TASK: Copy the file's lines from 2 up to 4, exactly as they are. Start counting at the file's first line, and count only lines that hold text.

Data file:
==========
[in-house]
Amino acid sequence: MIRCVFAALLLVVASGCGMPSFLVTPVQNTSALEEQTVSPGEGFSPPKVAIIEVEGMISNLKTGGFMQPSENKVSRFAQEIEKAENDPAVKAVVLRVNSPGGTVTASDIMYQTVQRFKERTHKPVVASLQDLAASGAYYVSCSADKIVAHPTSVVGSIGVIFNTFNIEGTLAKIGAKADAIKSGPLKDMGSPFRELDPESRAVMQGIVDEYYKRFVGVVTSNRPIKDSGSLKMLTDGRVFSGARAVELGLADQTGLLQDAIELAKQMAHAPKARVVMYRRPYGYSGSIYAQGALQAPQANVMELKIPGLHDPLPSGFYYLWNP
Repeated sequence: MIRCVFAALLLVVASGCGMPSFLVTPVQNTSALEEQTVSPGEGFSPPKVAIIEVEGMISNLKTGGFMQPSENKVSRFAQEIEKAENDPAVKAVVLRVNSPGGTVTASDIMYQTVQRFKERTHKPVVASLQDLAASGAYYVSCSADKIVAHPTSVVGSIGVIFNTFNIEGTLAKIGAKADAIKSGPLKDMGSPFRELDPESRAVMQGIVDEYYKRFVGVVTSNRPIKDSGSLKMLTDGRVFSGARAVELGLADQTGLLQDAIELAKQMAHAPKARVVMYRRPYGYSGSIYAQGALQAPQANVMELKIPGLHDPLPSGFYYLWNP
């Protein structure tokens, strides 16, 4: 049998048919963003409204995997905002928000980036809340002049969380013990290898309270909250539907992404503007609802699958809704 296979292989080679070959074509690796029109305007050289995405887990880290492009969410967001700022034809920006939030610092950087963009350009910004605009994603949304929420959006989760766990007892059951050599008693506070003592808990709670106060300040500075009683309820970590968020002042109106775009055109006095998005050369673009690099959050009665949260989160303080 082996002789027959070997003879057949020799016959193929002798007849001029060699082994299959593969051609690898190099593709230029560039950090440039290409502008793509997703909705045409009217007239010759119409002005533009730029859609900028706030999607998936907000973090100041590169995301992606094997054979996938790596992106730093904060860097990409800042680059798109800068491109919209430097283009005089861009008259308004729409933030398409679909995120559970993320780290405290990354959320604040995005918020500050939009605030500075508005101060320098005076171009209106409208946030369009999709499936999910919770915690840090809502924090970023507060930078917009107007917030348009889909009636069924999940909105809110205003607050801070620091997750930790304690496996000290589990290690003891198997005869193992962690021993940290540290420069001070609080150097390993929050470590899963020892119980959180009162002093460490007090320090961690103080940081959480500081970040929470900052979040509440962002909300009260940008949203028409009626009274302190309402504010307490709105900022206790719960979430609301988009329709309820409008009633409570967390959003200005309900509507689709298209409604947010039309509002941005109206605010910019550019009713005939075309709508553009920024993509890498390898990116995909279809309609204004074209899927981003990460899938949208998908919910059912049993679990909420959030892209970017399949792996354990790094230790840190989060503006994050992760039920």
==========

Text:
Amino acid sequence: MIRCVFAALLLVVASGCGMPSFLVTPVQNTSALEEQTVSPGEGFSPPKVAIIEVEGMISNLKTGGFMQPSENKVSRFAQEIEKAENDPAVKAVVLRVNSPGGTVTASDIMYQTVQRFKERTHKPVVASLQDLAASGAYYVSCSADKIVAHPTSVVGSIGVIFNTFNIEGTLAKIGAKADAIKSGPLKDMGSPFRELDPESRAVMQGIVDEYYKRFVGVVTSNRPIKDSGSLKMLTDGRVFSGARAVELGLADQTGLLQDAIELAKQMAHAPKARVVMYRRPYGYSGSIYAQGALQAPQANVMELKIPGLHDPLPSGFYYLWNP
Repeated sequence: MIRCVFAALLLVVASGCGMPSFLVTPVQNTSALEEQTVSPGEGFSPPKVAIIEVEGMISNLKTGGFMQPSENKVSRFAQEIEKAENDPAVKAVVLRVNSPGGTVTASDIMYQTVQRFKERTHKPVVASLQDLAASGAYYVSCSADKIVAHPTSVVGSIGVIFNTFNIEGTLAKIGAKADAIKSGPLKDMGSPFRELDPESRAVMQGIVDEYYKRFVGVVTSNRPIKDSGSLKMLTDGRVFSGARAVELGLADQTGLLQDAIELAKQMAHAPKARVVMYRRPYGYSGSIYAQGALQAPQANVMELKIPGLHDPLPSGFYYLWNP
């Protein structure tokens, strides 16, 4: 049998048919963003409204995997905002928000980036809340002049969380013990290898309270909250539907992404503007609802699958809704 296979292989080679070959074509690796029109305007050289995405887990880290492009969410967001700022034809920006939030610092950087963009350009910004605009994603949304929420959006989760766990007892059951050599008693506070003592808990709670106060300040500075009683309820970590968020002042109106775009055109006095998005050369673009690099959050009665949260989160303080 082996002789027959070997003879057949020799016959193929002798007849001029060699082994299959593969051609690898190099593709230029560039950090440039290409502008793509997703909705045409009217007239010759119409002005533009730029859609900028706030999607998936907000973090100041590169995301992606094997054979996938790596992106730093904060860097990409800042680059798109800068491109919209430097283009005089861009008259308004729409933030398409679909995120559970993320780290405290990354959320604040995005918020500050939009605030500075508005101060320098005076171009209106409208946030369009999709499936999910919770915690840090809502924090970023507060930078917009107007917030348009889909009636069924999940909105809110205003607050801070620091997750930790304690496996000290589990290690003891198997005869193992962690021993940290540290420069001070609080150097390993929050470590899963020892119980959180009162002093460490007090320090961690103080940081959480500081970040929470900052979040509440962002909300009260940008949203028409009626009274302190309402504010307490709105900022206790719960979430609301988009329709309820409008009633409570967390959003200005309900509507689709298209409604947010039309509002941005109206605010910019550019009713005939075309709508553009920024993509890498390898990116995909279809309609204004074209899927981003990460899938949208998908919910059912049993679990909420959030892209970017399949792996354990790094230790840190989060503006994050992760039920």